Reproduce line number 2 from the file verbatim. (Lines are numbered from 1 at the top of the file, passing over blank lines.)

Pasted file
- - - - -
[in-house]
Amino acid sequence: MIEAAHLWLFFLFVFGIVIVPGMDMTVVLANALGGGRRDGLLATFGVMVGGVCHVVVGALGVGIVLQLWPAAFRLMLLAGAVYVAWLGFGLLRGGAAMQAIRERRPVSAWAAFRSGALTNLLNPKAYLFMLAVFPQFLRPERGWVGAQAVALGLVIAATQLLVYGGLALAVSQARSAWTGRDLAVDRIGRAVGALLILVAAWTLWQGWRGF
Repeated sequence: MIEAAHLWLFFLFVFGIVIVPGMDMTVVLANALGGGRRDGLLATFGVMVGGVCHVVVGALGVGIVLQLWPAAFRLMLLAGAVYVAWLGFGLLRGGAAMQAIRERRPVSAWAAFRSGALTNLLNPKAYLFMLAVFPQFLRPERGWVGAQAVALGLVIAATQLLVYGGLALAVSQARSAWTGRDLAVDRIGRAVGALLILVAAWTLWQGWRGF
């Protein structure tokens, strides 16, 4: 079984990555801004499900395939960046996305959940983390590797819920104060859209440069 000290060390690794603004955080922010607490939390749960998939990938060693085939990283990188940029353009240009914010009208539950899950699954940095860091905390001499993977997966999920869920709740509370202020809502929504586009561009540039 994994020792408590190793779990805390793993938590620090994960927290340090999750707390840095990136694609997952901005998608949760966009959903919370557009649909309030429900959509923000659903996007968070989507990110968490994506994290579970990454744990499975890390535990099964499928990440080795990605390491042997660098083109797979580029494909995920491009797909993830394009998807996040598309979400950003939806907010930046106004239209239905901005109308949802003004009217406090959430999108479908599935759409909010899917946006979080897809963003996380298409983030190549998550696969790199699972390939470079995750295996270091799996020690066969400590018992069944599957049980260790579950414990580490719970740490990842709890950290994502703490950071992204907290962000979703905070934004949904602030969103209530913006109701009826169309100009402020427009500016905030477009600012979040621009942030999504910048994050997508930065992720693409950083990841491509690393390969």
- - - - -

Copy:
Amino acid sequence: MIEAAHLWLFFLFVFGIVIVPGMDMTVVLANALGGGRRDGLLATFGVMVGGVCHVVVGALGVGIVLQLWPAAFRLMLLAGAVYVAWLGFGLLRGGAAMQAIRERRPVSAWAAFRSGALTNLLNPKAYLFMLAVFPQFLRPERGWVGAQAVALGLVIAATQLLVYGGLALAVSQARSAWTGRDLAVDRIGRAVGALLILVAAWTLWQGWRGF